By Cory Doctorow
Public Domain Books
Anda came home from remedial hockey sweaty and exhausted, but not as exhausted as the last time, nor the time before that. She could run the whole length of the pitch twice now without collapsing – when she’d started out, she could barely make it halfway without having to stop and hold her side, kneading her loathsome podge to make it stop aching. Now there was noticeably less podge, and she found that with the ability to run the pitch came the freedom to actually pay attention to the game, to aim her shots, to build up a degree of accuracy that was nearly as satisfying as being really good in-game.
Her dad knocked at the door of her bedroom after she’d showered and changed. “How’s my girl?”
“Revising,” she said, and hefted her maths book at him.
“Did you have a fun afternoon on the pitch?”
“You mean ’did my head get trod on’?”
“Yes,” she said. “But I did more treading than getting trodden on.” The other girls were really fat, and they didn’t have a lot of team skills. Anda had been to war: she knew how to depend on someone and how to be depended upon.
“That’s my girl.” He pretended to inspect the paint-work around the light switch. “Been on the scales this week?”
She had, of course: the school nutritionist saw to that, a morning humiliation undertaken in full sight of all the other fatties.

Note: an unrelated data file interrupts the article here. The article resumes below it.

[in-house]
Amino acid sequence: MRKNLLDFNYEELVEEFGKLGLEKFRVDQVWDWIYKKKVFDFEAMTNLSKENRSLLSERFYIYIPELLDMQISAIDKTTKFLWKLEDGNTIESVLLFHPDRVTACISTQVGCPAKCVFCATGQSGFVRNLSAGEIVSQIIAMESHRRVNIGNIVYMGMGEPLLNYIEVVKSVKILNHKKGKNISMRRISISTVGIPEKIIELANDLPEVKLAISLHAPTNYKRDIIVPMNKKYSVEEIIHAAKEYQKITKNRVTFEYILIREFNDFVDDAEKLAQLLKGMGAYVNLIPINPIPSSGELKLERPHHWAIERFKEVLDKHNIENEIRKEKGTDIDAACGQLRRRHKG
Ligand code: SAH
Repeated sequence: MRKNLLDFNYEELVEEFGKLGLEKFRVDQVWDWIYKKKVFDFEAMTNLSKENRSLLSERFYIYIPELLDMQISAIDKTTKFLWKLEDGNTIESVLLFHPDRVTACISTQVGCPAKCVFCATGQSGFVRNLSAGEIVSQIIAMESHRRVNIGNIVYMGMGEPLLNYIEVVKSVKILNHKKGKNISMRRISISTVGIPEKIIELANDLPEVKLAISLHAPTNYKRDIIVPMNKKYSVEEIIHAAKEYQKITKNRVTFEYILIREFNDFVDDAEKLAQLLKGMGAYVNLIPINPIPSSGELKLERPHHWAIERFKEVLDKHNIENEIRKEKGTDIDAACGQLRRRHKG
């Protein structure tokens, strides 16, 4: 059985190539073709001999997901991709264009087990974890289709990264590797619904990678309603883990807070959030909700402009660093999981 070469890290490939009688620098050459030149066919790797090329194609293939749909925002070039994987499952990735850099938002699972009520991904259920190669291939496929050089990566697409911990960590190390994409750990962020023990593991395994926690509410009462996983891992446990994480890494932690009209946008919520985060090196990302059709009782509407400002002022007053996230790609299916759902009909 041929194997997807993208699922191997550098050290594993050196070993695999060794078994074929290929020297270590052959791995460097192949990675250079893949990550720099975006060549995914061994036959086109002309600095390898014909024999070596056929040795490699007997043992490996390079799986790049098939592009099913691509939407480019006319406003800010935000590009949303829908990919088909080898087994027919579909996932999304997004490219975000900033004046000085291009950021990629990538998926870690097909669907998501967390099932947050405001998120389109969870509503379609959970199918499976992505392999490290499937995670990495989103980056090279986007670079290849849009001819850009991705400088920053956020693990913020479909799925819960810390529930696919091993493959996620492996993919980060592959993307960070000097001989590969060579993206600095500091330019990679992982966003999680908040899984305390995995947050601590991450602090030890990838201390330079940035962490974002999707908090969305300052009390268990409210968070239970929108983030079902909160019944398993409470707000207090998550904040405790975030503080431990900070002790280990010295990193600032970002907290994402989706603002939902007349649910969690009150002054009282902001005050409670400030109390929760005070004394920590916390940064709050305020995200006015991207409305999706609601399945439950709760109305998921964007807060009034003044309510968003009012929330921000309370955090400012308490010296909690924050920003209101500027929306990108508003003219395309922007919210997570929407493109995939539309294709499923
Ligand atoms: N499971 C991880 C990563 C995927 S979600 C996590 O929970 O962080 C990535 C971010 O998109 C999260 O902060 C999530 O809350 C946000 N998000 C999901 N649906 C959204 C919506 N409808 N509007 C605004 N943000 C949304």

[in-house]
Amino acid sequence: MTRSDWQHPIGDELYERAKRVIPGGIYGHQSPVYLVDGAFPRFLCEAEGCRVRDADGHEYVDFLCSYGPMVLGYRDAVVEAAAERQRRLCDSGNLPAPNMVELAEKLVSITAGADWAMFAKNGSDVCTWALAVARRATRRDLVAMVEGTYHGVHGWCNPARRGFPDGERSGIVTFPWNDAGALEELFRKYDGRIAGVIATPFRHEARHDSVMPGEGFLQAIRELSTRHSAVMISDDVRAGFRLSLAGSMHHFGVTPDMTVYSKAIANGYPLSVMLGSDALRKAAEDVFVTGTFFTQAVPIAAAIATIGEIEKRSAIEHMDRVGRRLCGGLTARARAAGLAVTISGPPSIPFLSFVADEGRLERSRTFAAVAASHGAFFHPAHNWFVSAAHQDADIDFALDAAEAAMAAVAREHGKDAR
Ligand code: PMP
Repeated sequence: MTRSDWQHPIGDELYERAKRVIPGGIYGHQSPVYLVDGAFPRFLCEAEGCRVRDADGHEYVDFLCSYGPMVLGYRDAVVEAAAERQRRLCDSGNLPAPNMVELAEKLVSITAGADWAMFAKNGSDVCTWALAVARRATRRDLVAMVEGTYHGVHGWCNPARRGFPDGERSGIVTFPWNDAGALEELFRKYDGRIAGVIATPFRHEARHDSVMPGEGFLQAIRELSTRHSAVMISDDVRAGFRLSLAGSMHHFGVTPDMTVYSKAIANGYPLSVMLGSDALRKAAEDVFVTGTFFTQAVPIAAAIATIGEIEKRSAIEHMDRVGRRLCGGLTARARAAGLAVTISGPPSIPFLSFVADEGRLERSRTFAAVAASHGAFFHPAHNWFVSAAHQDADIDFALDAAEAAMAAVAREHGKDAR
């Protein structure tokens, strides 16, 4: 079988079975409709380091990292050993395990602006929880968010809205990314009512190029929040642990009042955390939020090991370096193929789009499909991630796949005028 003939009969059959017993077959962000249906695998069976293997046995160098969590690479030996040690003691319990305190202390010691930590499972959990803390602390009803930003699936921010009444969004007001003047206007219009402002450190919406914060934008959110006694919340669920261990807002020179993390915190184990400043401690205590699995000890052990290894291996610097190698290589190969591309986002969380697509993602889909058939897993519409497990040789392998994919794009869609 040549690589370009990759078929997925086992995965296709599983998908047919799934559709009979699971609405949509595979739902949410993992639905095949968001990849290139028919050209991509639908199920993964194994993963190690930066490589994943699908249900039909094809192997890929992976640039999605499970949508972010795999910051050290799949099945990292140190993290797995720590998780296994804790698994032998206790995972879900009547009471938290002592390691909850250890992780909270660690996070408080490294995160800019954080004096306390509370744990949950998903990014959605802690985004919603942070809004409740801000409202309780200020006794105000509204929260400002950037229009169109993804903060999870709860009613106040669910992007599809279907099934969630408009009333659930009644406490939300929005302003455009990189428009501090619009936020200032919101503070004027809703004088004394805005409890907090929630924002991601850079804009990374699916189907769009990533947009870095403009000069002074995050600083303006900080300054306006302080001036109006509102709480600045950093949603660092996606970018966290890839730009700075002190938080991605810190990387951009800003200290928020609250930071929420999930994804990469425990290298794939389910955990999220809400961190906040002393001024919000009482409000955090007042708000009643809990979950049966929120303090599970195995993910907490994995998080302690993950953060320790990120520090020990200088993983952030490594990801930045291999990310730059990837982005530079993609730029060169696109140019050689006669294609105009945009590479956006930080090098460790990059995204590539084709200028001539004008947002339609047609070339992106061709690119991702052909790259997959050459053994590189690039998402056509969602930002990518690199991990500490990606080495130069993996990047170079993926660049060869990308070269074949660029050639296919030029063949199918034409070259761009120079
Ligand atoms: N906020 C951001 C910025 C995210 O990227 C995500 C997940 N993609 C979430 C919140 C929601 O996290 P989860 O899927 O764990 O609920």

“I’ve lost a stone,” she said. A little more than a stone, actually. She had been able to fit into last year’s jeans the other day.
She hadn’t been in the sweets-shop in a month. When she thought about sweets, it made her think of the little girls in the sweatshop. Sweatshop, sweetshop. The sweets shop man sold his wares close to the school because little girls who didn’t know better would be tempted by them. No one forced them, but they were kids and grownups were supposed to look out for kids.
Her da beamed at her. “I’ve lost three pounds myself,” he said, holding his tum. “I’ve been trying to follow your diet, you know.”
“I know, Da,” she said. It embarrassed her to discuss it with him.
The kids in the sweatshops were being exploited by grownups, too. It was why their situation was so impossible: the adults who were supposed to be taking care of them were exploiting them.
“Well, I just wanted to say that I’m proud of you. We both are, your Mum and me. And I wanted to let you know that I’ll be moving your PC back into your room tomorrow. You’ve earned it.”
Anda blushed pink. She hadn’t really expected this. Her fingers twitched over a phantom game-controller.
“Oh, Da,” she said. He held up his hand.
“It’s all right, girl. We’re just proud of you.”